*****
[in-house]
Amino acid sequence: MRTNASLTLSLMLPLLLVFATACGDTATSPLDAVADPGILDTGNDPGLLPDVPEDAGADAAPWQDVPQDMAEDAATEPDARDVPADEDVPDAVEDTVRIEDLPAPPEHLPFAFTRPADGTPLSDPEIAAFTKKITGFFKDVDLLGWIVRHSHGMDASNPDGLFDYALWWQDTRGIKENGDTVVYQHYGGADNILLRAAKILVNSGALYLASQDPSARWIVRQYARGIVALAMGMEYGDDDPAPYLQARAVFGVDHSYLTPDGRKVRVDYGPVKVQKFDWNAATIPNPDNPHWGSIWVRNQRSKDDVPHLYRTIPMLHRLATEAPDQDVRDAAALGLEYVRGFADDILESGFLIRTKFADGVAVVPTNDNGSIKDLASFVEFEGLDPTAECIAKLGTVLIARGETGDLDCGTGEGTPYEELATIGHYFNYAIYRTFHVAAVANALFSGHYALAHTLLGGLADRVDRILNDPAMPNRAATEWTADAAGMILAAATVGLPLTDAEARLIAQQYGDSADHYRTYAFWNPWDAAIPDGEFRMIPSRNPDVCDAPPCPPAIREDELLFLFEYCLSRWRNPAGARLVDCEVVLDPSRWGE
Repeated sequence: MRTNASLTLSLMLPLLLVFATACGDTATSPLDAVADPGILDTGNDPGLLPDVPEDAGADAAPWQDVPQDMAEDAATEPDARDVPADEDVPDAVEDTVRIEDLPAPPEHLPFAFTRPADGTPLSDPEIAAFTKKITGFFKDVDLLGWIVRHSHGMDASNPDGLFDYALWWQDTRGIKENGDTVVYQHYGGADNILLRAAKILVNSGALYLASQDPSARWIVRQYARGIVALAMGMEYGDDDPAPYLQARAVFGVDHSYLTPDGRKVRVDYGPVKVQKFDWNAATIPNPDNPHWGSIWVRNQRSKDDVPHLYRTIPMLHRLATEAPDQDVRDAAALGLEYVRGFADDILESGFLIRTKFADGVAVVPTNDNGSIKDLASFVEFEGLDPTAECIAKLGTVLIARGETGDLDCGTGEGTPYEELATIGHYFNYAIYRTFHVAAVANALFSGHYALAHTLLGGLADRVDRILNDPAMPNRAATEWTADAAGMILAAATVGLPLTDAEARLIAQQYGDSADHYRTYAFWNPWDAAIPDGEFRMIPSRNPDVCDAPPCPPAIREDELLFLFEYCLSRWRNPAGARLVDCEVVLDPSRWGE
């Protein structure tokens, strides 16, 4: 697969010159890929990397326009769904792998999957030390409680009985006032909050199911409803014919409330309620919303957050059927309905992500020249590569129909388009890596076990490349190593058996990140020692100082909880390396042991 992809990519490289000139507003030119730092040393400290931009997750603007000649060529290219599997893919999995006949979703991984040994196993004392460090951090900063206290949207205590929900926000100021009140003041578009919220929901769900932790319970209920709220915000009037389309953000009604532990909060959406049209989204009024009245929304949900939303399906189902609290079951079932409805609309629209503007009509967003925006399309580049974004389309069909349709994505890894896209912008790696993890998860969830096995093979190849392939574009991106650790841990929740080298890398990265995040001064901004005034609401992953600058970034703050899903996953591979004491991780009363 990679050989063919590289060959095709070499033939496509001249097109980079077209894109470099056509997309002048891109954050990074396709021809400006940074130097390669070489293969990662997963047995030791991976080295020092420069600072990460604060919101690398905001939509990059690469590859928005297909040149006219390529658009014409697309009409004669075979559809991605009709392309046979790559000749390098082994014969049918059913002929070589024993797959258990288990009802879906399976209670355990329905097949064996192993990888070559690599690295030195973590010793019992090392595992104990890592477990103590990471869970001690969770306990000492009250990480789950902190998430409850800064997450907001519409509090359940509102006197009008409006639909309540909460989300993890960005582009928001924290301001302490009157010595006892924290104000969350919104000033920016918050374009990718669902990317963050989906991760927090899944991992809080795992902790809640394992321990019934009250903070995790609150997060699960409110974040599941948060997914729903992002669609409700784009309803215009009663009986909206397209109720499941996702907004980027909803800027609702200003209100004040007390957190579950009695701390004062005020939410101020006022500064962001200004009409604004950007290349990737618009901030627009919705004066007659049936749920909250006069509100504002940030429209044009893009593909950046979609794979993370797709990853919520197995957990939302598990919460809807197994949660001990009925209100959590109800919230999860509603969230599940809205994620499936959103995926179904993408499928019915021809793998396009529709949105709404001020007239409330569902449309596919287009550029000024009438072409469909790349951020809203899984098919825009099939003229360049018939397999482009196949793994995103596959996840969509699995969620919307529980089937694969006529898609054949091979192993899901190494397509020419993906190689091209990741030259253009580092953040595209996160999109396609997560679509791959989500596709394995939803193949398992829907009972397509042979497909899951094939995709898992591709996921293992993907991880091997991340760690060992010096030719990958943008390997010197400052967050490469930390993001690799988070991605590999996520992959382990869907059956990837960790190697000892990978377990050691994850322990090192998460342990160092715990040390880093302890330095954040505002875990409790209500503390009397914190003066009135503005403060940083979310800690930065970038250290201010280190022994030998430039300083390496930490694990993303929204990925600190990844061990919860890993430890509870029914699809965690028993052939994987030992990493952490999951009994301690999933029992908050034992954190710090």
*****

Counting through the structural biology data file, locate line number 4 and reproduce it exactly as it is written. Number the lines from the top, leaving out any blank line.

């Protein structure tokens, strides 16, 4: 697969010159890929990397326009769904792998999957030390409680009985006032909050199911409803014919409330309620919303957050059927309905992500020249590569129909388009890596076990490349190593058996990140020692100082909880390396042991 992809990519490289000139507003030119730092040393400290931009997750603007000649060529290219599997893919999995006949979703991984040994196993004392460090951090900063206290949207205590929900926000100021009140003041578009919220929901769900932790319970209920709220915000009037389309953000009604532990909060959406049209989204009024009245929304949900939303399906189902609290079951079932409805609309629209503007009509967003925006399309580049974004389309069909349709994505890894896209912008790696993890998860969830096995093979190849392939574009991106650790841990929740080298890398990265995040001064901004005034609401992953600058970034703050899903996953591979004491991780009363 990679050989063919590289060959095709070499033939496509001249097109980079077209894109470099056509997309002048891109954050990074396709021809400006940074130097390669070489293969990662997963047995030791991976080295020092420069600072990460604060919101690398905001939509990059690469590859928005297909040149006219390529658009014409697309009409004669075979559809991605009709392309046979790559000749390098082994014969049918059913002929070589024993797959258990288990009802879906399976209670355990329905097949064996192993990888070559690599690295030195973590010793019992090392595992104990890592477990103590990471869970001690969770306990000492009250990480789950902190998430409850800064997450907001519409509090359940509102006197009008409006639909309540909460989300993890960005582009928001924290301001302490009157010595006892924290104000969350919104000033920016918050374009990718669902990317963050989906991760927090899944991992809080795992902790809640394992321990019934009250903070995790609150997060699960409110974040599941948060997914729903992002669609409700784009309803215009009663009986909206397209109720499941996702907004980027909803800027609702200003209100004040007390957190579950009695701390004062005020939410101020006022500064962001200004009409604004950007290349990737618009901030627009919705004066007659049936749920909250006069509100504002940030429209044009893009593909950046979609794979993370797709990853919520197995957990939302598990919460809807197994949660001990009925209100959590109800919230999860509603969230599940809205994620499936959103995926179904993408499928019915021809793998396009529709949105709404001020007239409330569902449309596919287009550029000024009438072409469909790349951020809203899984098919825009099939003229360049018939397999482009196949793994995103596959996840969509699995969620919307529980089937694969006529898609054949091979192993899901190494397509020419993906190689091209990741030259253009580092953040595209996160999109396609997560679509791959989500596709394995939803193949398992829907009972397509042979497909899951094939995709898992591709996921293992993907991880091997991340760690060992010096030719990958943008390997010197400052967050490469930390993001690799988070991605590999996520992959382990869907059956990837960790190697000892990978377990050691994850322990090192998460342990160092715990040390880093302890330095954040505002875990409790209500503390009397914190003066009135503005403060940083979310800690930065970038250290201010280190022994030998430039300083390496930490694990993303929204990925600190990844061990919860890993430890509870029914699809965690028993052939994987030992990493952490999951009994301690999933029992908050034992954190710090």